Coming distractions: more whimsy next week with Clark affected by chartreuse kryptonite? Speaking of whimsy, let me end on this note: in the movie "Horsefeathers", Groucho and a woman are in a rowboat. The woman says to Groucho, "Oh, professor, you're so full of whimsy". To which Groucho replies, "Can you notice it from there? I'm always that way after I eat radishes."

    And that is, to wit, the exact effect of Gem Kryptonite.


    Archie Parker wrote:

    Hello Neal, and welcome back to the Smallville scene!


    I agree with you about Smallville's mid-season premiere episode, Disciple - it certainly was not one of my all-time favorite episodes of the series (I sincerely doubt that it ranks in the top 50), and it was, in my humble opinion, a rather sorry way to kick off the second half of what I feel is a really strong season.

    It needs to be said: I'm **tired** of all of the Oliver-centered plots the show has thrown at us this season. This is **Clark's** show; not Oliver's. I can understand the writers' wanting to focus on other the characters' characterizations; in fact, I encourage it. But to stretch out a character's story arc so far that it sometimes seems to eclipse that of the main character's? (Slaps forehead) No.

    I can understand wanting to explore a supporting character, but then, they're treating this like an ensemble drama as opposed to focusing on the point of the show, Clark.

    That said, it wasn't just the episode's plot that made it a stinker (not that it didn't play a major part). It was (and I can't believe I'm saying this) actually the performances brought forth by almost each and every actor that really brought this episode down. It (to me) did not at all look as though hardly any actor (save Callum Blue, who is always fantastic, and Erica Durance, who has by now learned to channel Lois's character with relative ease) or actress really put their best foot forward. The performances all fell flat.

    Tom Welling seemed uninspired and sometimes bored; Allison Mack looked as though she was for some reason uncomfortable around her fellow cast members; And Justin Hartley seemed...nervous, as though it were his first time being the "star".

    And as for the guest stars...Elise Gatien (Mia)...she's very, very beautful and although she looks to have a lot of potential...she was as wooden as the number two pencil I used in my standardized testing. In contrast to Elise, Steve Bacic (the Dark Archer) was very, very plastic. He was boring, uninspiring, and a pretty one-dimensional villain (though this was not his fault; that blame goes to the writers).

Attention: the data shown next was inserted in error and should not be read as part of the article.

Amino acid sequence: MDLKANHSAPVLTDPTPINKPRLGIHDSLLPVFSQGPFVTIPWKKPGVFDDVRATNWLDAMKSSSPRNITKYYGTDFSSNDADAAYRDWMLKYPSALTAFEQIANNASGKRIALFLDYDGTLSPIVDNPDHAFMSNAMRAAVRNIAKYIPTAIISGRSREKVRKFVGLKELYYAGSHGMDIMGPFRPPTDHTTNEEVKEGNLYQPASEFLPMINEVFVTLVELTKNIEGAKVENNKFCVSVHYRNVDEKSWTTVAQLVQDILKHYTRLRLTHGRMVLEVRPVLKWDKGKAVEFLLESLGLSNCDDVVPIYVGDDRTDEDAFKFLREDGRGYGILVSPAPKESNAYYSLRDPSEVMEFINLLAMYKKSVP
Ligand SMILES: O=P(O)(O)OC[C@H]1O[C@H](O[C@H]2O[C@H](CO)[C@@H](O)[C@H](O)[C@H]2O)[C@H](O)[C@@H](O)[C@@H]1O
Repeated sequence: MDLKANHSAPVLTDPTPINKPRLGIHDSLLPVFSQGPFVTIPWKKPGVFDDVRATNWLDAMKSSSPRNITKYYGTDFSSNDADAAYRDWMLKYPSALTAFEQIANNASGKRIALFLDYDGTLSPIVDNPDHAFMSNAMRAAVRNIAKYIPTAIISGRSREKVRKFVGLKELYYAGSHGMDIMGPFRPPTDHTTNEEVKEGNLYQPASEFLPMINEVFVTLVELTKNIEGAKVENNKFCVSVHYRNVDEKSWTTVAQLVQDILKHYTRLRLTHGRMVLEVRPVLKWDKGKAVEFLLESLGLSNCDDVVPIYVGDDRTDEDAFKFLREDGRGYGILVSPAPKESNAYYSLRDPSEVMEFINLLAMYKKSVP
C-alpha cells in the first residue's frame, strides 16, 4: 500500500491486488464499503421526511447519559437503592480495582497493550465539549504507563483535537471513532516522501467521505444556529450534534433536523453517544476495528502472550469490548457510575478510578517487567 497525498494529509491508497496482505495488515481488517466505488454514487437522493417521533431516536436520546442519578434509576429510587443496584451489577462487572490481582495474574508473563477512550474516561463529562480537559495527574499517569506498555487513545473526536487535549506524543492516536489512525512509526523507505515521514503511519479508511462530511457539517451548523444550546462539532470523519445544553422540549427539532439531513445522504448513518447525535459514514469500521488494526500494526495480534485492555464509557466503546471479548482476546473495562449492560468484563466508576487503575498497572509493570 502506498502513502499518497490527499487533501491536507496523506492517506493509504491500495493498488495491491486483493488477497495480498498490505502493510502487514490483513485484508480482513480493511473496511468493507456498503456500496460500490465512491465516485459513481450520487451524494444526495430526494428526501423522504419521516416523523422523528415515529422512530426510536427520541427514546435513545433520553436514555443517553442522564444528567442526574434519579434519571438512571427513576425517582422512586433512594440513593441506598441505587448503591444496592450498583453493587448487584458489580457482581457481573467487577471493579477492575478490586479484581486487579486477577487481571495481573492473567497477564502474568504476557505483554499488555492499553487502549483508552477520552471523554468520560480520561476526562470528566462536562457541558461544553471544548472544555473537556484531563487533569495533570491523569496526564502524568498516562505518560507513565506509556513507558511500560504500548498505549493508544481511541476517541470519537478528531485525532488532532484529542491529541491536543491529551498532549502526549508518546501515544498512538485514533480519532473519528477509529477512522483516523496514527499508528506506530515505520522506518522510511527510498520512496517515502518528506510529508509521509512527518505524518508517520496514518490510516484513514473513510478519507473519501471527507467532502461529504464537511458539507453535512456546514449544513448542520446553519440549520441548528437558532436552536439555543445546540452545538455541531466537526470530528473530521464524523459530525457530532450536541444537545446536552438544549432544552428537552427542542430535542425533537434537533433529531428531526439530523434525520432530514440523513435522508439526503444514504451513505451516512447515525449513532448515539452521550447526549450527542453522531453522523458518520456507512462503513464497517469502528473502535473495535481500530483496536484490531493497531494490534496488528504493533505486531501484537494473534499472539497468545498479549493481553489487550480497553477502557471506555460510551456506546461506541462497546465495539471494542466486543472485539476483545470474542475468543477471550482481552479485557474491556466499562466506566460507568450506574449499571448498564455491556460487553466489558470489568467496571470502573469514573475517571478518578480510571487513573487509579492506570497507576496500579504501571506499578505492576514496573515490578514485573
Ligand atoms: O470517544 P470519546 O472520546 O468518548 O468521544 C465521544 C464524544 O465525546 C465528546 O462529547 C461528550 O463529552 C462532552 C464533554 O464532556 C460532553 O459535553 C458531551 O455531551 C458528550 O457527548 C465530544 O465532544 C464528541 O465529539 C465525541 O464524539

They also just acted like there hadn't been any gap between the last appearance of Mia and this one. It was odd.

    It was the Clois, Zois (Zod and Lois), and Clod (Clark and Zod) scenes that saves the episode for me. I'd give the episode a 2.5 out of 5.

    Oh, and to adress some of the points you made in your review:

    /"2) The Dark Archer's motivation. First, it's to prevent his successor from having a successor, by affirming the desire to have a successor. Then, when his student refuses to make himself a successor, he tries to kill his successor to affirm his desire to have a successor. This sucks, and is in error. Say that fast."/

    The Dark Archer's motivation was to force Oliver to kill him. He was willing to do that by any means necessary. Oliver killing him was his ****only** motivation, from start to finish. But I agree with you; he should've just killed Mia, shown Oliver the body, and let Oliver kill him in vengeance.

    And I did get that, I was actually making my paragraph purposefully confusing to show the many different things I had to go through to get to the point you make, which is correct. That's too much to throw at the viewer, in my opinion. He had sharks with laser beams on their heads.

    /"5) Mia is too stupid to put together that Green Arrow is Green Arrow despite his extraordinary precision with arrows, and the fact that everything he owns is green and dedicated to archery."/

    I don't think we've ever seen Oliver shown Mia how to wield a bow and arrow. There were targets in the training room, I'll grant you that, but since it was never explicitly stated that he ever taught her archery, we can only guess and assume. And even if everything you mentioned did happen, it really all comes down to perception. Mia, perhaps, could not possibly imagine Oliver suiting up in a green and black pleather costume and going out to fight crime. To put it quite frankly: it's all about how you look at someone. And also: it's that same theory of perception, I believe, that's kept others from concluding that Clark Kent is Superman. (Case in point: Lois Lane.) ;)

    This is true, and that criticism is probably over-harsh. I just watched the whole episode assuming that he'd have told her the secret and when he hadn't, I was surprised. She is, after all, training to be his apprentice, I figured at some point she'd be like, "So what are we training for?" Heh. Silly me.

    All the best,


    Thanks! Awesome letter.

    Next week, the characters come into some catalyst that makes them go WILDLY out of character despite ill-defined character properties! I wonder how that'll turn out. Hint: it might not work out. Neal might pre-judge it. He might just base his opinion on the other versions of this plot that have failed. And that's okay, folks! Maybe... even... wise.

    Don't forget to check out the updated KO Count.